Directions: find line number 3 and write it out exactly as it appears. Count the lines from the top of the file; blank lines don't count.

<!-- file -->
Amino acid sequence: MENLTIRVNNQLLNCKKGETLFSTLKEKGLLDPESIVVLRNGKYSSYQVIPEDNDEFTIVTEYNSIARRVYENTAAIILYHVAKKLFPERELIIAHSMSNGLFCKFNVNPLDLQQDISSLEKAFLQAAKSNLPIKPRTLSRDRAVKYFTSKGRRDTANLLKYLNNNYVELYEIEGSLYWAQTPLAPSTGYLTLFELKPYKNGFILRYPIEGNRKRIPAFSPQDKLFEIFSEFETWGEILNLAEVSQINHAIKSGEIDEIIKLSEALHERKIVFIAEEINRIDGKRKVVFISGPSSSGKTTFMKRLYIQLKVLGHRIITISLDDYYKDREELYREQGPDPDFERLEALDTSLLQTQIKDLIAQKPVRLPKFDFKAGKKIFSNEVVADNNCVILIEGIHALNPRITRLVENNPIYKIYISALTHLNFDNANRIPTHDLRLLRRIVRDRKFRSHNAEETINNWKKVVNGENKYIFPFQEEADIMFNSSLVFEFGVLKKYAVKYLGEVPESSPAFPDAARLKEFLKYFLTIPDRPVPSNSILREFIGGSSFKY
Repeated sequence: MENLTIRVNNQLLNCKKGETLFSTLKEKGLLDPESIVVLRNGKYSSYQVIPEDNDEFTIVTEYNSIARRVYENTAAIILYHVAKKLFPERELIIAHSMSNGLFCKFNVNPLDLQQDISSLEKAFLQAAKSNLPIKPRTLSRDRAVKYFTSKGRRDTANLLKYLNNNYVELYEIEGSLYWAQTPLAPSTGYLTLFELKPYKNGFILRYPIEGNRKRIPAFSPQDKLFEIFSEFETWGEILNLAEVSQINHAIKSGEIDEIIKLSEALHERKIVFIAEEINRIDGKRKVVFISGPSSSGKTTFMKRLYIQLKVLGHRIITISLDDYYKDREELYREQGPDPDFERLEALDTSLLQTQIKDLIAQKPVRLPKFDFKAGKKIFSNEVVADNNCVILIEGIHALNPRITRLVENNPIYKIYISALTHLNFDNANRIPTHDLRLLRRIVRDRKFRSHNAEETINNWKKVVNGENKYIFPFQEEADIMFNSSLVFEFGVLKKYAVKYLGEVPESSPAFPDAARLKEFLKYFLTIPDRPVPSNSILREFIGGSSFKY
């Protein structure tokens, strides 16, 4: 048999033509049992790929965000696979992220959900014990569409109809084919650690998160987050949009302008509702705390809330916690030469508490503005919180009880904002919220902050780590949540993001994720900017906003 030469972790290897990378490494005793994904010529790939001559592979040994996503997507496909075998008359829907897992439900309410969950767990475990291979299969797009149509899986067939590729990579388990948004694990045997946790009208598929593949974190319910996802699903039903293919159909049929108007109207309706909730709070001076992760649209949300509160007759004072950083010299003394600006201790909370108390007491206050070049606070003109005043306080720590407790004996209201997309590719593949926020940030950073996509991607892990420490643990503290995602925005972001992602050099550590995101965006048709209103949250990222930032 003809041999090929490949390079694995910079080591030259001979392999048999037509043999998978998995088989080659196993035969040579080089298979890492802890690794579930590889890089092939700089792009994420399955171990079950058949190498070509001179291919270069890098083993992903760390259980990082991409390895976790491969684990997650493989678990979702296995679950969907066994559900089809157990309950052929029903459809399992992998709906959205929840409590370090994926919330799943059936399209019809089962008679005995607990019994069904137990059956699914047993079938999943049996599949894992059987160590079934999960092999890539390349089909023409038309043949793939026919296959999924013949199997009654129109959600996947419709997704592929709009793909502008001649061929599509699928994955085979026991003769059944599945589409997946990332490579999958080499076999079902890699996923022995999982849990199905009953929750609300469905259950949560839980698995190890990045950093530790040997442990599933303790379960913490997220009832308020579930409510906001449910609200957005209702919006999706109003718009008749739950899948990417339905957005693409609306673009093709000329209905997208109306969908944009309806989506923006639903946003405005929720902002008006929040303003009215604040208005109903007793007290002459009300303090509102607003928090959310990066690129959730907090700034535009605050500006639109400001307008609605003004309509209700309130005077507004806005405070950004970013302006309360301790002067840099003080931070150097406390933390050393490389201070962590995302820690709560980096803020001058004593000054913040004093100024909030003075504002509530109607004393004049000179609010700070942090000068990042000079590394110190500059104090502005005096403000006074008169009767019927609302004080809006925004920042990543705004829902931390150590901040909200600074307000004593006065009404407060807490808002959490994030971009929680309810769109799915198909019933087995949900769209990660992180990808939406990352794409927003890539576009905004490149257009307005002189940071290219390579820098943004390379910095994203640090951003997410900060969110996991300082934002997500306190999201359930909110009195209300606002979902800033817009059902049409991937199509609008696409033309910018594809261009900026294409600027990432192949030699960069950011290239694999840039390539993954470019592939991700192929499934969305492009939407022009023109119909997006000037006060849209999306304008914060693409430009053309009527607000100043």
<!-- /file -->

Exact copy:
């Protein structure tokens, strides 16, 4: 048999033509049992790929965000696979992220959900014990569409109809084919650690998160987050949009302008509702705390809330916690030469508490503005919180009880904002919220902050780590949540993001994720900017906003 030469972790290897990378490494005793994904010529790939001559592979040994996503997507496909075998008359829907897992439900309410969950767990475990291979299969797009149509899986067939590729990579388990948004694990045997946790009208598929593949974190319910996802699903039903293919159909049929108007109207309706909730709070001076992760649209949300509160007759004072950083010299003394600006201790909370108390007491206050070049606070003109005043306080720590407790004996209201997309590719593949926020940030950073996509991607892990420490643990503290995602925005972001992602050099550590995101965006048709209103949250990222930032 003809041999090929490949390079694995910079080591030259001979392999048999037509043999998978998995088989080659196993035969040579080089298979890492802890690794579930590889890089092939700089792009994420399955171990079950058949190498070509001179291919270069890098083993992903760390259980990082991409390895976790491969684990997650493989678990979702296995679950969907066994559900089809157990309950052929029903459809399992992998709906959205929840409590370090994926919330799943059936399209019809089962008679005995607990019994069904137990059956699914047993079938999943049996599949894992059987160590079934999960092999890539390349089909023409038309043949793939026919296959999924013949199997009654129109959600996947419709997704592929709009793909502008001649061929599509699928994955085979026991003769059944599945589409997946990332490579999958080499076999079902890699996923022995999982849990199905009953929750609300469905259950949560839980698995190890990045950093530790040997442990599933303790379960913490997220009832308020579930409510906001449910609200957005209702919006999706109003718009008749739950899948990417339905957005693409609306673009093709000329209905997208109306969908944009309806989506923006639903946003405005929720902002008006929040303003009215604040208005109903007793007290002459009300303090509102607003928090959310990066690129959730907090700034535009605050500006639109400001307008609605003004309509209700309130005077507004806005405070950004970013302006309360301790002067840099003080931070150097406390933390050393490389201070962590995302820690709560980096803020001058004593000054913040004093100024909030003075504002509530109607004393004049000179609010700070942090000068990042000079590394110190500059104090502005005096403000006074008169009767019927609302004080809006925004920042990543705004829902931390150590901040909200600074307000004593006065009404407060807490808002959490994030971009929680309810769109799915198909019933087995949900769209990660992180990808939406990352794409927003890539576009905004490149257009307005002189940071290219390579820098943004390379910095994203640090951003997410900060969110996991300082934002997500306190999201359930909110009195209300606002979902800033817009059902049409991937199509609008696409033309910018594809261009900026294409600027990432192949030699960069950011290239694999840039390539993954470019592939991700192929499934969305492009939407022009023109119909997006000037006060849209999306304008914060693409430009053309009527607000100043």